The U.S. Senate is often referred to as the world’s greatest deliberative body. But to anyone who caught even a few minutes of Thursday night’s meltdown in the Senate, it would be easy to think otherwise.
The fight – in which Democrats invoked the ‘nuclear option’ and used a simple majority to curb the rights of the supermajority - on one level was about procedure. But years of division and partisanship contributed to emotions and rhetoric that ran high, highlighting that the Upper House in Congress might have, to some, turned into a fun house – more about games than getting things done – more about politics than policy.
“I think members on both sides of the aisle feel like this institution has degraded into a place that is no longer a place of any deliberation at all,” Sen. Bob Corker, R-Tenn., said.
Even Majority Leader Harry Reid of Nevada, whose strategic move Thursday night was described by Republicans as “heavy-handed,” admitted the dysfunction. “This has to come to an end,” Reid said of both sides. “This is not a way to legislate.”
Arcane procedural squabbles aside, the fight was really about politics, both sides casting the other has holding up legislation for political gain, and the minority party in the Senate arguing to protect more of its rights in the chamber.
“Let’s get back to legislating as we did before the mantra around here was ‘defeat Obama,’” a frustrated Reid said on the Senate floor.
Democratic aides consistently point out that Republicans have made no secret that their goal is to prevent the president from winning the 2012 election. Democratic Senate aides today say that Thursday night’s episode highlighted the extremes to which Republicans are “making good on that promise at the expense of the economy.”
“McConnell isn’t happy unless the Senate is in a state of dysfunction,” a Senate aide said today of the GOP minority leader from Kentucky, Sen. Mitch McConnell. “He got hot under the collar last night, and was grasping at procedural straws to try to tank a bipartisan bill at the 11th hour.”
Republicans argue that the majority party, the Democrats, are taking a my-way-or-the-highway approach on everything. And that is not the way the Senate is supposed to work.
“We are fundamentally turning the Senate into the House. No amendments before cloture. No motions to suspend after cloture. The minority’s out of business,” McConnell said. “In the United States Senate, the minority is entitled to be heard. Not entitled to win, but entitled to be heard. That is the core problem here.”
A Republican Senate aide today said, “This is a remarkably short-sighted thing for Democrats to do, given that they’ll be in the minority some day.”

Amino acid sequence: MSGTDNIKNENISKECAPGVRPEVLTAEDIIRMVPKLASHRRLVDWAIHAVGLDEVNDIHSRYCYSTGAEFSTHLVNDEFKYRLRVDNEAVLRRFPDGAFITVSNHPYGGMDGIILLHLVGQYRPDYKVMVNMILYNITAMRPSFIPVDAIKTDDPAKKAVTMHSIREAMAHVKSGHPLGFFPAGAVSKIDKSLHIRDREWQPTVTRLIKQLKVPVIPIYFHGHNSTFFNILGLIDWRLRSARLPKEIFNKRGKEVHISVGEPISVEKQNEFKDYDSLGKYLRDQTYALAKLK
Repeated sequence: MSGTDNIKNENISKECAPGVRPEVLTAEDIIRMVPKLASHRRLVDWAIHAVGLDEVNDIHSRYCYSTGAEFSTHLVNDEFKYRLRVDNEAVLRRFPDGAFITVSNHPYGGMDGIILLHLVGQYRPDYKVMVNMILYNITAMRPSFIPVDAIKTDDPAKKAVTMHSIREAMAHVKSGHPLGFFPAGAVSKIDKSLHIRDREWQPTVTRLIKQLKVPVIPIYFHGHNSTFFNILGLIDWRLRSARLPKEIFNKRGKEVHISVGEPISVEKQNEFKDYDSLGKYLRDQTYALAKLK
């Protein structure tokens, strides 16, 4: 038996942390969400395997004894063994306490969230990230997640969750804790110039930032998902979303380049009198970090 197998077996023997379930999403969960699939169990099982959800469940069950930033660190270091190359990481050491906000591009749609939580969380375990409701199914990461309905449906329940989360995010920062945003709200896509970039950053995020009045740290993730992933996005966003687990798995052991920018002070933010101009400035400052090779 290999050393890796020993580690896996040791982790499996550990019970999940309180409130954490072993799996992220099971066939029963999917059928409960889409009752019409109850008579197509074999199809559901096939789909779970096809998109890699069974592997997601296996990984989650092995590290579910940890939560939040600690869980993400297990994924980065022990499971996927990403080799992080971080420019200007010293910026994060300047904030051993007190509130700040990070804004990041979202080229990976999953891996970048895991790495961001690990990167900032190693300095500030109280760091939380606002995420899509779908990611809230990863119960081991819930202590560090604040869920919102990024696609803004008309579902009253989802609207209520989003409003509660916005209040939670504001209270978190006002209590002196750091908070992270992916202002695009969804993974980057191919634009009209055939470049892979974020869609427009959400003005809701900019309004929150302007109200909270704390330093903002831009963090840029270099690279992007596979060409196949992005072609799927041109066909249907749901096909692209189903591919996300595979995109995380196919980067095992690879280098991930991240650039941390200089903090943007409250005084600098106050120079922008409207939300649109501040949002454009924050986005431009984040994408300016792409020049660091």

Members were sent home for the holiday weekend and instructed to cool off and let the air out of their tires a bit. Reid announced that he’d like to have a full caucus meeting with Democrats and Republicans to have a more civil debate about all the issues that came up in heated way in the Senate Thursday night.
As the dust settles today on Capitol Hill, the question left is whether the dynamic has fundamentally changed in the Senate. Has this poisoned the well?
The proverbial well wasn’t all that good to start off with. An ABC News-Washington Post poll released this week found that 14 percent of people approve of the job Congress is doing. “I have a hard time recalling any real bipartisan achievements from this Congress to show that it was functioning in the first place,” a Senate Democratic aide admitted today.
Asked if this latest dust-up will have ramifications, beyond the new precedent set for procedure, in the Senate’s working relationships, many said it will.
A Republican Senate aide thinks the Republicans will be less inclined to work with Reid in the next session, less inclined to give Reid cloture the next time he “fills the tree,” or cuts off additonal amendments, which is one of the many points to which Republicans objected Thursday night. “I think they learned a real lesson here: Just because you cooperate with Reid, doesn’t mean he won’t screw you,” a Republican aide said.
But Sarah Binder, an expert on Congress and legislative politics for the Brookings Institution, said that while Thursday night’s tensions boiled over, this was hardly a “revolutionary move” because such a dynamic has been in the Senate for a long time, nearly 50 years as the two parties have grown more polarized.
“Leaders long before Reid have been really frustrated with their inability to kind of control and move the Senate along toward final decisions,” Binder said. “No one likes to see the sausage getting made, but that is the reality of legislating in the Senate. It’s bared for all to see on the floor.”
Regardless of the long-term consequences of Thursday night’s procedural and political fight, one thing is for sure: Thursday night was not a good night for the Senate.